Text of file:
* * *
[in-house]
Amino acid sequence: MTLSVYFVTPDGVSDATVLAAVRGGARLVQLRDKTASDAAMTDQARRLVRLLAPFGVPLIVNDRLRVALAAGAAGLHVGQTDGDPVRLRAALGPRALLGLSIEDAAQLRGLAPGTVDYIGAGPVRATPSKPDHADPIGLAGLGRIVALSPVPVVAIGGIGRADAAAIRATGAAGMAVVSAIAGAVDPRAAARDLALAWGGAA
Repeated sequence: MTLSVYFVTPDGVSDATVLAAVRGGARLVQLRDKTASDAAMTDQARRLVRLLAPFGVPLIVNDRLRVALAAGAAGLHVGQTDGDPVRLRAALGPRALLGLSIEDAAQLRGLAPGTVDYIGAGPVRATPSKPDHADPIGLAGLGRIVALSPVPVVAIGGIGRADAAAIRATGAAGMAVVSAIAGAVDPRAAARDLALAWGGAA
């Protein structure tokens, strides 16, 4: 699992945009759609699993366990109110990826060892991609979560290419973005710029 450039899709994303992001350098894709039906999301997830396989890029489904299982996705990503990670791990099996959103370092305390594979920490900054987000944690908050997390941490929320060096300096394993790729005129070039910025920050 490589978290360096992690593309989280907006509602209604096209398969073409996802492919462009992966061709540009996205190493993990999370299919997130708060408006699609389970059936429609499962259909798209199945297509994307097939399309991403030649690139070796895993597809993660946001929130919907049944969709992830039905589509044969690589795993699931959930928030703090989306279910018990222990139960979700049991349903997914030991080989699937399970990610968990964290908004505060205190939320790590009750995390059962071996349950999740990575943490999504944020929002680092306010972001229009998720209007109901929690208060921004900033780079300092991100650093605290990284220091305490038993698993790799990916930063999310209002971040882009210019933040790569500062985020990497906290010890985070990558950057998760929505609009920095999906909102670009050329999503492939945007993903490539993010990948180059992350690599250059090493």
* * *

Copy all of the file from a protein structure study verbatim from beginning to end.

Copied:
[in-house]
Amino acid sequence: MTLSVYFVTPDGVSDATVLAAVRGGARLVQLRDKTASDAAMTDQARRLVRLLAPFGVPLIVNDRLRVALAAGAAGLHVGQTDGDPVRLRAALGPRALLGLSIEDAAQLRGLAPGTVDYIGAGPVRATPSKPDHADPIGLAGLGRIVALSPVPVVAIGGIGRADAAAIRATGAAGMAVVSAIAGAVDPRAAARDLALAWGGAA
Repeated sequence: MTLSVYFVTPDGVSDATVLAAVRGGARLVQLRDKTASDAAMTDQARRLVRLLAPFGVPLIVNDRLRVALAAGAAGLHVGQTDGDPVRLRAALGPRALLGLSIEDAAQLRGLAPGTVDYIGAGPVRATPSKPDHADPIGLAGLGRIVALSPVPVVAIGGIGRADAAAIRATGAAGMAVVSAIAGAVDPRAAARDLALAWGGAA
């Protein structure tokens, strides 16, 4: 699992945009759609699993366990109110990826060892991609979560290419973005710029 450039899709994303992001350098894709039906999301997830396989890029489904299982996705990503990670791990099996959103370092305390594979920490900054987000944690908050997390941490929320060096300096394993790729005129070039910025920050 490589978290360096992690593309989280907006509602209604096209398969073409996802492919462009992966061709540009996205190493993990999370299919997130708060408006699609389970059936429609499962259909798209199945297509994307097939399309991403030649690139070796895993597809993660946001929130919907049944969709992830039905589509044969690589795993699931959930928030703090989306279910018990222990139960979700049991349903997914030991080989699937399970990610968990964290908004505060205190939320790590009750995390059962071996349950999740990575943490999504944020929002680092306010972001229009998720209007109901929690208060921004900033780079300092991100650093605290990284220091305490038993698993790799990916930063999310209002971040882009210019933040790569500062985020990497906290010890985070990558950057998760929505609009920095999906909102670009050329999503492939945007993903490539993010990948180059992350690599250059090493």